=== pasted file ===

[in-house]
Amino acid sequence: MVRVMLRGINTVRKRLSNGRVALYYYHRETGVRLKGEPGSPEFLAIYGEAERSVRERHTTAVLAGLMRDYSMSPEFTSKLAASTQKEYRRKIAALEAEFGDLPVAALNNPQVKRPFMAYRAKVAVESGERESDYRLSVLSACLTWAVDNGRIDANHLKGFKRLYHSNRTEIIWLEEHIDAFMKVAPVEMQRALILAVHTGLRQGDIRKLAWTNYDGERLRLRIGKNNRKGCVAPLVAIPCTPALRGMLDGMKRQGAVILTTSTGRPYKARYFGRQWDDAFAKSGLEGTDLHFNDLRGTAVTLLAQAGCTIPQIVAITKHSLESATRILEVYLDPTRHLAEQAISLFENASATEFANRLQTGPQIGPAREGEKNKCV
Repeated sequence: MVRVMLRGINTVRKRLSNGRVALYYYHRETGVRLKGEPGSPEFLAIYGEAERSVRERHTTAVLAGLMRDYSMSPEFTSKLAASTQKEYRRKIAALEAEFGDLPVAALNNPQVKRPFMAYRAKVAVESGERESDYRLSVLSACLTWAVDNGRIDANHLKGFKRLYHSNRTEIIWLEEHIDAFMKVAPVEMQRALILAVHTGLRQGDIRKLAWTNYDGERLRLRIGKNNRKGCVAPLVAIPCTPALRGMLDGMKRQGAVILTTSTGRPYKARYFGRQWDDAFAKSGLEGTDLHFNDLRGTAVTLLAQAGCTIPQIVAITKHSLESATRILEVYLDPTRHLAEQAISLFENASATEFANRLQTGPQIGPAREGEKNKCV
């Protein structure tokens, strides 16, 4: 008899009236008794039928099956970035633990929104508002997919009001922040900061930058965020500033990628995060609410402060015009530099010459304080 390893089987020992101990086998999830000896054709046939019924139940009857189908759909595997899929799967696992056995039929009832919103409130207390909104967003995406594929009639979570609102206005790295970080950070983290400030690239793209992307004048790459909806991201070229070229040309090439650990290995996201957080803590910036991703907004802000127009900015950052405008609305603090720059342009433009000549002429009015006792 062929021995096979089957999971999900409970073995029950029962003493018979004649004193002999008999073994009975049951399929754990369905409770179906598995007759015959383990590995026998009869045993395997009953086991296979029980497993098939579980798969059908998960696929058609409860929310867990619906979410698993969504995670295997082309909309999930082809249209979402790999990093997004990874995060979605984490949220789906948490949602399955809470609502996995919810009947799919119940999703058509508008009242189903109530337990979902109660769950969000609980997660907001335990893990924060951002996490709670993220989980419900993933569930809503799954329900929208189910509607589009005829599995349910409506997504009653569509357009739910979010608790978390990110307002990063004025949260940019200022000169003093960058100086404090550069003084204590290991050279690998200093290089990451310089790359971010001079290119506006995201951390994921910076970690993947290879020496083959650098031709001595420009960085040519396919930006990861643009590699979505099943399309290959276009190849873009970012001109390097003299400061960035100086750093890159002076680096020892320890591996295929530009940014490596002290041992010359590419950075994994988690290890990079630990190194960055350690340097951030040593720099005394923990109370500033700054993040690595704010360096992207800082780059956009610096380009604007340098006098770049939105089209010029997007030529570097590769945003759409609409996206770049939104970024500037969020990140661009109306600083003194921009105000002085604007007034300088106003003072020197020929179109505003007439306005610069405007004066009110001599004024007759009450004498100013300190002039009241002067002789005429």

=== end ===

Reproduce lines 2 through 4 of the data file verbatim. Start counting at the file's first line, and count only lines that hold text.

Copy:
Amino acid sequence: MVRVMLRGINTVRKRLSNGRVALYYYHRETGVRLKGEPGSPEFLAIYGEAERSVRERHTTAVLAGLMRDYSMSPEFTSKLAASTQKEYRRKIAALEAEFGDLPVAALNNPQVKRPFMAYRAKVAVESGERESDYRLSVLSACLTWAVDNGRIDANHLKGFKRLYHSNRTEIIWLEEHIDAFMKVAPVEMQRALILAVHTGLRQGDIRKLAWTNYDGERLRLRIGKNNRKGCVAPLVAIPCTPALRGMLDGMKRQGAVILTTSTGRPYKARYFGRQWDDAFAKSGLEGTDLHFNDLRGTAVTLLAQAGCTIPQIVAITKHSLESATRILEVYLDPTRHLAEQAISLFENASATEFANRLQTGPQIGPAREGEKNKCV
Repeated sequence: MVRVMLRGINTVRKRLSNGRVALYYYHRETGVRLKGEPGSPEFLAIYGEAERSVRERHTTAVLAGLMRDYSMSPEFTSKLAASTQKEYRRKIAALEAEFGDLPVAALNNPQVKRPFMAYRAKVAVESGERESDYRLSVLSACLTWAVDNGRIDANHLKGFKRLYHSNRTEIIWLEEHIDAFMKVAPVEMQRALILAVHTGLRQGDIRKLAWTNYDGERLRLRIGKNNRKGCVAPLVAIPCTPALRGMLDGMKRQGAVILTTSTGRPYKARYFGRQWDDAFAKSGLEGTDLHFNDLRGTAVTLLAQAGCTIPQIVAITKHSLESATRILEVYLDPTRHLAEQAISLFENASATEFANRLQTGPQIGPAREGEKNKCV
């Protein structure tokens, strides 16, 4: 008899009236008794039928099956970035633990929104508002997919009001922040900061930058965020500033990628995060609410402060015009530099010459304080 390893089987020992101990086998999830000896054709046939019924139940009857189908759909595997899929799967696992056995039929009832919103409130207390909104967003995406594929009639979570609102206005790295970080950070983290400030690239793209992307004048790459909806991201070229070229040309090439650990290995996201957080803590910036991703907004802000127009900015950052405008609305603090720059342009433009000549002429009015006792 062929021995096979089957999971999900409970073995029950029962003493018979004649004193002999008999073994009975049951399929754990369905409770179906598995007759015959383990590995026998009869045993395997009953086991296979029980497993098939579980798969059908998960696929058609409860929310867990619906979410698993969504995670295997082309909309999930082809249209979402790999990093997004990874995060979605984490949220789906948490949602399955809470609502996995919810009947799919119940999703058509508008009242189903109530337990979902109660769950969000609980997660907001335990893990924060951002996490709670993220989980419900993933569930809503799954329900929208189910509607589009005829599995349910409506997504009653569509357009739910979010608790978390990110307002990063004025949260940019200022000169003093960058100086404090550069003084204590290991050279690998200093290089990451310089790359971010001079290119506006995201951390994921910076970690993947290879020496083959650098031709001595420009960085040519396919930006990861643009590699979505099943399309290959276009190849873009970012001109390097003299400061960035100086750093890159002076680096020892320890591996295929530009940014490596002290041992010359590419950075994994988690290890990079630990190194960055350690340097951030040593720099005394923990109370500033700054993040690595704010360096992207800082780059956009610096380009604007340098006098770049939105089209010029997007030529570097590769945003759409609409996206770049939104970024500037969020990140661009109306600083003194921009105000002085604007007034300088106003003072020197020929179109505003007439306005610069405007004066009110001599004024007759009450004498100013300190002039009241002067002789005429």